Book reviews are subjective. I tend to rate books not according to how “perfect” they are, seem to be, or are said to be in general but rather to how perfect they are to me. Revell provided me with a complimentary copy of this book for an honest review.

Electric lavender-toned book cover shows a partial nighttime cityscape of Washington D.C., a metallic SNAP agency seal, and the profile of a serious young woman's faceFatal Code by Natalie Walters

Description: In 1964, a group of scientists called the Los Alamos Five came close to finishing a nuclear energy project for the United States government when they were abruptly disbanded. Now the granddaughter of one of those five scientists, aerospace engineer Elinor Mitchell, discovers that she has highly sensitive information on the project in her possession—and a target on her back.

SNAP agent and former Navy cryptologist Kekoa Young is tasked with monitoring Elinor. This is both convenient since she’s his neighbor in Washington, DC, and decidedly inconvenient because . . . well, he kind of likes her.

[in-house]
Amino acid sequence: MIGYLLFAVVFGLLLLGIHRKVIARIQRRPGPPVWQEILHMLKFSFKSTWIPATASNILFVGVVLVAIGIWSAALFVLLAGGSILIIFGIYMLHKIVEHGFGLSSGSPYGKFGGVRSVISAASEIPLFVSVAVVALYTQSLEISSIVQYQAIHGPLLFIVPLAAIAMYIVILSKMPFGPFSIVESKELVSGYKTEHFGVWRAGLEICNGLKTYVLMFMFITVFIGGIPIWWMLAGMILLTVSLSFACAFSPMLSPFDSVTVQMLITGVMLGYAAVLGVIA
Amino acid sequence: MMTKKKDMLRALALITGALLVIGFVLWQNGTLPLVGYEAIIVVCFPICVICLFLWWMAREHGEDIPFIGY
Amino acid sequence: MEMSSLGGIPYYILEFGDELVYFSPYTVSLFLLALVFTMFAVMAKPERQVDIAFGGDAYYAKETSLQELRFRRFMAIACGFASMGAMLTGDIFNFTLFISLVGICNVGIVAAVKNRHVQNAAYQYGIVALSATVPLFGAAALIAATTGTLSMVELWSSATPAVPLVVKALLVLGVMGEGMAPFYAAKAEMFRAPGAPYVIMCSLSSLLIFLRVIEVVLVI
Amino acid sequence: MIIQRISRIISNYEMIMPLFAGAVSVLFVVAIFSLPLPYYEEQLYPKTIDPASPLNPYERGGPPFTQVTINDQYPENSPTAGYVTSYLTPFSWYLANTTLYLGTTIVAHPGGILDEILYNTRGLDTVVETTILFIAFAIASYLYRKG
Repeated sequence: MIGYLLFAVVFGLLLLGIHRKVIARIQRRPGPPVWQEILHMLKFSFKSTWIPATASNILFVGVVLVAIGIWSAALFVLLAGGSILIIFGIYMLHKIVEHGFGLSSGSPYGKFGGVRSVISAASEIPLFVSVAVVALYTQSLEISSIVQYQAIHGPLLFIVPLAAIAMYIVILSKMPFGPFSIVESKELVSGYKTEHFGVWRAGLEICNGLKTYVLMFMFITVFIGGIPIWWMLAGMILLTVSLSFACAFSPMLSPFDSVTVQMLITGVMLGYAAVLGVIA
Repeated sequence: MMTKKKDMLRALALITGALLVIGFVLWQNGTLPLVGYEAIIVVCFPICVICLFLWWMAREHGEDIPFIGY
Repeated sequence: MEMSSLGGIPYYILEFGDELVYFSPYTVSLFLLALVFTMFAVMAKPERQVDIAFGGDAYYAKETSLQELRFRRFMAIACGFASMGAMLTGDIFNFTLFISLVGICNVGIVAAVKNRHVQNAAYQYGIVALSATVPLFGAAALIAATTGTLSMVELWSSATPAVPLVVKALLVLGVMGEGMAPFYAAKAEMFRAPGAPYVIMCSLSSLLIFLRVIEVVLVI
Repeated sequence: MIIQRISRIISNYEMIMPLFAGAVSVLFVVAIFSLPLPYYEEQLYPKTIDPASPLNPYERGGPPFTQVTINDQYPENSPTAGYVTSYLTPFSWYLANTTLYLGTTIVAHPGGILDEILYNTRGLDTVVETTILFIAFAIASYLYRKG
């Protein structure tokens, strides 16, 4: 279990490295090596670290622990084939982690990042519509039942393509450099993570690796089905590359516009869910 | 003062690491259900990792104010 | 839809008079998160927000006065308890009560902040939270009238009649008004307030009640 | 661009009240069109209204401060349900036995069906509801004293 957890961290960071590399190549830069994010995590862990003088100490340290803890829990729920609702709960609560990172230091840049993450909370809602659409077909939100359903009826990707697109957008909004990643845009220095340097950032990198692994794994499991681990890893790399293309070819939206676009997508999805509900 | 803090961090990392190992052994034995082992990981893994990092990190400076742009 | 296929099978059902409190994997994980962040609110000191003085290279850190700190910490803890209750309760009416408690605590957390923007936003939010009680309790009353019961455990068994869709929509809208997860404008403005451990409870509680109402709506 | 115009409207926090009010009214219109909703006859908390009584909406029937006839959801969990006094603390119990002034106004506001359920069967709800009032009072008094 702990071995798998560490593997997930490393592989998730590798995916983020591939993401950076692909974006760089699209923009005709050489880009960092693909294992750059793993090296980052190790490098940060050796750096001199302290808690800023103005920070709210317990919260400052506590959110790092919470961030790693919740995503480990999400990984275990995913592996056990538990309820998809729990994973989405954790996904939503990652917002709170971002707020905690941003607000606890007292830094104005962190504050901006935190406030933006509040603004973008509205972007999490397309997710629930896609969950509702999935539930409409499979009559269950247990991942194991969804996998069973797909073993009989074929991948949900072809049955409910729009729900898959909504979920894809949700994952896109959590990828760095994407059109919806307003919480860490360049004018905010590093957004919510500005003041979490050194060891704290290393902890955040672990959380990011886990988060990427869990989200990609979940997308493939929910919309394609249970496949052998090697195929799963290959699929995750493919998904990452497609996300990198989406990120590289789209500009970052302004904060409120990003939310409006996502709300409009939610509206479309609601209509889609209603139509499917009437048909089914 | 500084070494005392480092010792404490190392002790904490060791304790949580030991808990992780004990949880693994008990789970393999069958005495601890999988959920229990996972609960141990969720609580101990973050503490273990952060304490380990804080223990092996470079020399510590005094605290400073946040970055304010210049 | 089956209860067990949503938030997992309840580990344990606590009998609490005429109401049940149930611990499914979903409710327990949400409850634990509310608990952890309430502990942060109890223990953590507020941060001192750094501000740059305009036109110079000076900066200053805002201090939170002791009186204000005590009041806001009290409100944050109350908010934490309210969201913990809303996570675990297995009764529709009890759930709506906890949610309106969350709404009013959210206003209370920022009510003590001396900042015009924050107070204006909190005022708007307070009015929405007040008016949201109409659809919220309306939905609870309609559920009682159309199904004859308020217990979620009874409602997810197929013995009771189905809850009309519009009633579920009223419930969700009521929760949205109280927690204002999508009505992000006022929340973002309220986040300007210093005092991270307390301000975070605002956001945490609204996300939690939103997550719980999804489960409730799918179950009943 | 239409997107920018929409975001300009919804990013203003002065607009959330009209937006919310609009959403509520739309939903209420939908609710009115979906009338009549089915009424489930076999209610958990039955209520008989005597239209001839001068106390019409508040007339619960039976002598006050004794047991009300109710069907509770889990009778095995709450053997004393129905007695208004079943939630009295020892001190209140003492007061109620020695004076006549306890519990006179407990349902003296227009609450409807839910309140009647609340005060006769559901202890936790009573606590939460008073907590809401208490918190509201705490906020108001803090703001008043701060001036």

My thoughts: It was the excellent book cover that most drew me to this ChristFic romantic suspense novel: the tint, the glimpse of DC at night, the metallic SNAP seal, and the profile of the heroine’s serious face. I like to try a new-to-me author in this genre every once in a while, so I gave this one a go.

However, I prefer when suspense reads grip me right from the start, and I had trouble getting into this one. I think I would’ve needed more action to go with the establishment of the characters and their various guy/girl thoughts and connections. And for me, the story started off too preoccupied with the romantic tension between two supporting characters I guessed would be the lead couple in the next novel in the series. Also, Kekoa’s characterization and some of the dialogue felt somewhat overdone in places, like when Kekoa would keep saying “brah.” These days, I tend to give full-length novels about an hour to secure my interest before I set them aside.

Still, it’s likely I’ll cycle back around to this genre sometime when another great cover catches my eye.

The SNAP Agency Series